You stand, grey-faced with an aching head, rain-soaked and miserable with 23 other drunken refugees, waiting for night bus 1 of 2, because you can’t afford a cab. The journey can take two hours, provided you don’t fall asleep on said night bus and find yourself in Zone 7, on the verge of tears at the hideousness of the fact that after a two hour journey through the night, you’re still nowhere near your bed.
This is the reality of London: the highs are higher and the lows are lower.
Fast forward to my life these days; back in Nottingham after all of that madness. Things are much nicer, much easier. It takes me 20 minutes to walk home to Hyson Green after a night out, or maybe a five minute cab journey. Half the time I don’t need to arrange to see friends because I’ll bump into them in the street/pub/someone else’s house. My mum lives a c0uple of miles away and a coffee is only ever a phone call away, my housemates are my friends, and we even have a spare room where Kate and I can work from home.
I’ve got my favourite haunts – The Dragon, The Gladstone, The Lincolnshire Poacher, some of the best pubs you’ll find anywhere – most of which are within a mile or two of my house, and with my rent and bills a nice round £400 lower, I’ve usually got money to splash out on the odd dinner and even – good lord – clothes now and then. People thank bus drivers where I come from, you can easily get chatting to complete strangers in a pub, call in at friends’ houses unnanounced, and the people who work in your favourite cafes start making your ‘usual’ as soon as you walk through the door.
‘For many St Pancras is treated like a portal into a great void, a rift in the space-time continuum where people and objects only remorph into reality on the return journey’
One of the only problems, for me, is trying to work out my own sense of belonging. A lot of my friends and work contacts – on both sides of the M25 – are convinced I’m just biding my time in this little provincial purgatory, until I can return, reinvigorated, and once again turn my back on Nott’num.
And maybe I will (not the turning my back part), maybe I won’t. But it’s no longer the be-all to me, the only place that really exists, as perhaps my more excitable self once believed.
Plenty back down there in London even seem a little vexed that I’ve dared to leave the Big Smoke, as though St Pancras is in fact just a portal into a great void, a rift in the space-time continuum where people and objects only remorph into reality on the return journey.
But – and here’s where the bad guy comes out – geographical snobbery works both ways, you know. And it’s bullshit in both directions. I’ve had some truly bizarre conversations about London since I got back, just like I did about Nottingham when I got down there.
Without inhibition people will vent their loathing, even rage, towards London at the moment you mention its name, and even, I swear, show a disdainful glare at you if you say you live/lived there. Where I once defended Nottingham gallantly against a certain kind of snobbery, I find myself being the only one sticking up for London in the face of an entirely different type of vitriol.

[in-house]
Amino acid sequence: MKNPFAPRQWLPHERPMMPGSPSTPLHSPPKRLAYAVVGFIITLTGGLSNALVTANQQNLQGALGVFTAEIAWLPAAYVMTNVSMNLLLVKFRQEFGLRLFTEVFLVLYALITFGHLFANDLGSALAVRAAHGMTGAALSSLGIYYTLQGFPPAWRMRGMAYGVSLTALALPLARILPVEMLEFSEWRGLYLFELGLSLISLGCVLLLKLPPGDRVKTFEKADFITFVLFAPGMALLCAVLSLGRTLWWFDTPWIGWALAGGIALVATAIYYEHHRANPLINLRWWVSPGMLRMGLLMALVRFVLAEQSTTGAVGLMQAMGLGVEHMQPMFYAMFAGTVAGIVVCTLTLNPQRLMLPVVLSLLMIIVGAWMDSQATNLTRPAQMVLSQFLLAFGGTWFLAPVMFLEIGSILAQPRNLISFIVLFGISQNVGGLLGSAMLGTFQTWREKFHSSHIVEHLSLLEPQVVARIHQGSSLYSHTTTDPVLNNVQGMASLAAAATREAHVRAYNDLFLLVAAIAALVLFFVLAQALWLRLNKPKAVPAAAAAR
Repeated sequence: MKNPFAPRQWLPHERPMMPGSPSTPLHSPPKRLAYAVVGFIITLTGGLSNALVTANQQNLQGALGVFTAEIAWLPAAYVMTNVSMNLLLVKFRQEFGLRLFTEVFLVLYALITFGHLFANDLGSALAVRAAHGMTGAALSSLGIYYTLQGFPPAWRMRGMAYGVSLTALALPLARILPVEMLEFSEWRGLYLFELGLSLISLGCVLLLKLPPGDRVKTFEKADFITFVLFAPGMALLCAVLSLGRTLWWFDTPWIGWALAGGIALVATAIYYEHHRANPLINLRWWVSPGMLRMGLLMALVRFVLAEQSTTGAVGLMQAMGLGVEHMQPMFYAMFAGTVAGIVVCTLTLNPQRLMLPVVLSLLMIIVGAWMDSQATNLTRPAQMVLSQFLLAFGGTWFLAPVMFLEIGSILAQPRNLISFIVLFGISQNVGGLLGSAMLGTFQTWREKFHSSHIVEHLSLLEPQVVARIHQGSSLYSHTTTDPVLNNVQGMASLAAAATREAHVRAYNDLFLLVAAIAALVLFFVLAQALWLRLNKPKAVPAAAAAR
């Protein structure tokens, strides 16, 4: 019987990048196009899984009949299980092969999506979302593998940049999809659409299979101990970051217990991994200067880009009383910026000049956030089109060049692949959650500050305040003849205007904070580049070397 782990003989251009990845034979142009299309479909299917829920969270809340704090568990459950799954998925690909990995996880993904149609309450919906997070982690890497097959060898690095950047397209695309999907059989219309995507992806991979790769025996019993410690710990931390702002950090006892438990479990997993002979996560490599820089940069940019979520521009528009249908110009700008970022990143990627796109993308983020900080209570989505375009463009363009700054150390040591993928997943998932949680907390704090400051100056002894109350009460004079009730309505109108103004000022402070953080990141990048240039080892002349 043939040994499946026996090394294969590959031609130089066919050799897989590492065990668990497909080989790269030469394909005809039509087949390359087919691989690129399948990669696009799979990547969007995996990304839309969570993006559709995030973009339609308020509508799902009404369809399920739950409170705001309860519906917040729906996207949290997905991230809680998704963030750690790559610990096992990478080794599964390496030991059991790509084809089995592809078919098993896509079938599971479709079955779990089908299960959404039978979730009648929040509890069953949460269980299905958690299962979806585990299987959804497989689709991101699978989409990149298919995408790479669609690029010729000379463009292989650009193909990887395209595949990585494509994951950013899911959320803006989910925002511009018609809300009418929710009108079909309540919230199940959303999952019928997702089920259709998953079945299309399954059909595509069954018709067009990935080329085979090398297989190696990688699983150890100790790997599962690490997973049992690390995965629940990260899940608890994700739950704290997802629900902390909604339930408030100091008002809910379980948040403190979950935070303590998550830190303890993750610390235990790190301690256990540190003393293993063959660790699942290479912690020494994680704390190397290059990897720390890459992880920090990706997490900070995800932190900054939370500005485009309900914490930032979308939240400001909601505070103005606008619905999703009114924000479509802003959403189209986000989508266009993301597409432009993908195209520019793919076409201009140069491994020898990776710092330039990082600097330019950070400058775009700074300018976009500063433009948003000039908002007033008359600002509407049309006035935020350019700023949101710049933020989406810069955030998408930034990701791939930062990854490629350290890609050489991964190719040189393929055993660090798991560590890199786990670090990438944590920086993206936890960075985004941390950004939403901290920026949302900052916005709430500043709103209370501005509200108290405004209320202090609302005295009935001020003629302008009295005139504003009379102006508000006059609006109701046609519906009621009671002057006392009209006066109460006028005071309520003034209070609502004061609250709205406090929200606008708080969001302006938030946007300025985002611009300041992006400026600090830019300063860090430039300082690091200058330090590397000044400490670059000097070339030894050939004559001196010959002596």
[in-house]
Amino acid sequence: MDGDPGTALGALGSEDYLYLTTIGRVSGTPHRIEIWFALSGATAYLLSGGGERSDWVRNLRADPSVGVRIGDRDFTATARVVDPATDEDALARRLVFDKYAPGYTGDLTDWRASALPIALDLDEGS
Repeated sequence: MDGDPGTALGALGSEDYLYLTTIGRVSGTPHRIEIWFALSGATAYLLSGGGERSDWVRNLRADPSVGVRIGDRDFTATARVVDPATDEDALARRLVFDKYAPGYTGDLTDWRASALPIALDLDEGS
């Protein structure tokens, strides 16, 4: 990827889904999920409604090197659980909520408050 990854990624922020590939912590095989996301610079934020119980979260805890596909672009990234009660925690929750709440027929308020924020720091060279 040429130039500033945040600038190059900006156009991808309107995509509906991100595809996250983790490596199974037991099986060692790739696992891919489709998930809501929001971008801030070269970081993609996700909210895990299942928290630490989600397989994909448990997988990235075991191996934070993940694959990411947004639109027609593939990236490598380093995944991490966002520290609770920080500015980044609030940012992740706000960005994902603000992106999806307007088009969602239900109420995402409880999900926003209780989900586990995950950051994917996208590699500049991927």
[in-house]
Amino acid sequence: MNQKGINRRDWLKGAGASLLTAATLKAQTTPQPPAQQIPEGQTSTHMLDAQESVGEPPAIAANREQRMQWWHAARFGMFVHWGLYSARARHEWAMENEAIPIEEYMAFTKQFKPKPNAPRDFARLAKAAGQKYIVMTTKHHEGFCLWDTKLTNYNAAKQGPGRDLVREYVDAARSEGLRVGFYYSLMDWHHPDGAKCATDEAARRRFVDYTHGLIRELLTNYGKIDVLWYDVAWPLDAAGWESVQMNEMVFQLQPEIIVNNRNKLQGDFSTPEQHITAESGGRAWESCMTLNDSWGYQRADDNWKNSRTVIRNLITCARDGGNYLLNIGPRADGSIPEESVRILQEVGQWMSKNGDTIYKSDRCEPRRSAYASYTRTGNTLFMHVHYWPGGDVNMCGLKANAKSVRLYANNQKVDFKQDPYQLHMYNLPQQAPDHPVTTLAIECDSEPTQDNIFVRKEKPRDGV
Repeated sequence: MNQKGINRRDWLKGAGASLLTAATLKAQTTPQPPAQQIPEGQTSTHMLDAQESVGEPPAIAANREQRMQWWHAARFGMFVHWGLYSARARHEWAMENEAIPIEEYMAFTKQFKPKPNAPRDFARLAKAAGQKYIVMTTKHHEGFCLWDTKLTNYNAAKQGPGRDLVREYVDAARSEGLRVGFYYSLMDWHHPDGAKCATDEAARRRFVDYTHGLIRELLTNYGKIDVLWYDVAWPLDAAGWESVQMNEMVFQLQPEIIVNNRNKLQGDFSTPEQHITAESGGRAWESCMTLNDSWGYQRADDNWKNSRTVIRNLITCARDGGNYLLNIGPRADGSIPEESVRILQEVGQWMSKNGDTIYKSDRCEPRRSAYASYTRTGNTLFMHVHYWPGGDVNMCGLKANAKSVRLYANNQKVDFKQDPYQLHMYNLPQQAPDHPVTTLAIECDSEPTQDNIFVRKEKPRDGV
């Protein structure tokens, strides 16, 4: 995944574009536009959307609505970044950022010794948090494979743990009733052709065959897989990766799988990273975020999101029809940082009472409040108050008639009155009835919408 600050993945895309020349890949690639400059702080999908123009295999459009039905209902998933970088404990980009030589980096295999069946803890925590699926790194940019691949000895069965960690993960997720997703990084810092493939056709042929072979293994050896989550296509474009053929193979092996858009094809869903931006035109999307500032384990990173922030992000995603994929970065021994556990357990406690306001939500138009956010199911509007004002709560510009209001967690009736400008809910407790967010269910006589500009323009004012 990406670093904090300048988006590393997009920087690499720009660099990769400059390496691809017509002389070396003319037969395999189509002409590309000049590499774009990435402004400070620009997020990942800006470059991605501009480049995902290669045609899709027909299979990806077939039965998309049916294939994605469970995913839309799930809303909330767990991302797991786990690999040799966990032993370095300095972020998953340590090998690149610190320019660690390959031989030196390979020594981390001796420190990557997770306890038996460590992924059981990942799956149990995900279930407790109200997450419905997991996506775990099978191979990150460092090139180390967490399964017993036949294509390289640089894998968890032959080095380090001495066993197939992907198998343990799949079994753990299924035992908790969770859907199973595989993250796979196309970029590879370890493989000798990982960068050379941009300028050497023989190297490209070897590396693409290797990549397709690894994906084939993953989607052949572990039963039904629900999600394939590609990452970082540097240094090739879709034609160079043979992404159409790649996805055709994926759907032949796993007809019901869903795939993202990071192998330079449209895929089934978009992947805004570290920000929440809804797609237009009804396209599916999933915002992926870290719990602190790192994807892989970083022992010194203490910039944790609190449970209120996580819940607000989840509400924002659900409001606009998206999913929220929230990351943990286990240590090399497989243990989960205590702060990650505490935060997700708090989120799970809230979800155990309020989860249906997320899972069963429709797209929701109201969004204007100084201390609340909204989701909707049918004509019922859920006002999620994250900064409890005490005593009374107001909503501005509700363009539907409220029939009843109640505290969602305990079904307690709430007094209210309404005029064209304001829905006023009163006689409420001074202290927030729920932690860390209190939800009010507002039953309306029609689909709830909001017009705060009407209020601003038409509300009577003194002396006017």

The fact that I’m a bit of a nowhere man makes me sad sometimes. But generally it’s just fine by me. I don’t see the point in tying your identity too much to your geographical location. It’s all one anyway.
London-heads get far too excited, and take on a blinkered smugness – yes I probably did it myself – about living in the Big Smoke, as though anyone who doesn’t live there must somehow be joking.
It’s a deeply narcissistic city. A huge proportion of Londoners are, like I was, out-of-towners, sucked in to the black hole that claims much of the rest of the talent and energy from the rest of the country. But they seem to feel a constant need to discuss themselves and their city, to continuously reaffirm its status and secure its dominance.
Yes, it’s a great city. But many seem to forget that there are lots and lots of great cities. I’ve been lucky enough to visit many of them – Beijing, Paris, San Fransisco, Berlin, Ulan Bator, Moscow, Lisbon, Barcelona, Hanoi, Warsaw, Dublin for example – and I’m bloody glad I did. It seems somewhat silly that so many consider London to be the centre of the universe, when there’s a whole world out there.
Billboards on the tube scream back messages about London’s finest qualities to the converted. The national media, based almost entirely in the capital – save for a sad cluster of hapless BBC journos who have been dragged, sniveling, to the wilds of Manchester – does its best to peddle a view that London is a separate country almost, outside of which are miserable little towns filled with pasty chavs, binge-drinking hen dos and benefit-scroungers, with only the odd sensational story about a missing child in Wales or a suspicious house-fire in Derby to justify dispatching reporters grudgingly up the M1.
When you live there you realise how much you’re being favoured, in every possible way. Businesses and governments really push the boat out for the capital. You just need to look at Australian shopping centre giant Westfield, which has left a big empty hole in the ground in Bradford for the last seven years, and totally abandoned its plans for Nottingham after 11 years of stringing the city along, while at the same time delivering two whacking great big centres in London, one East one West.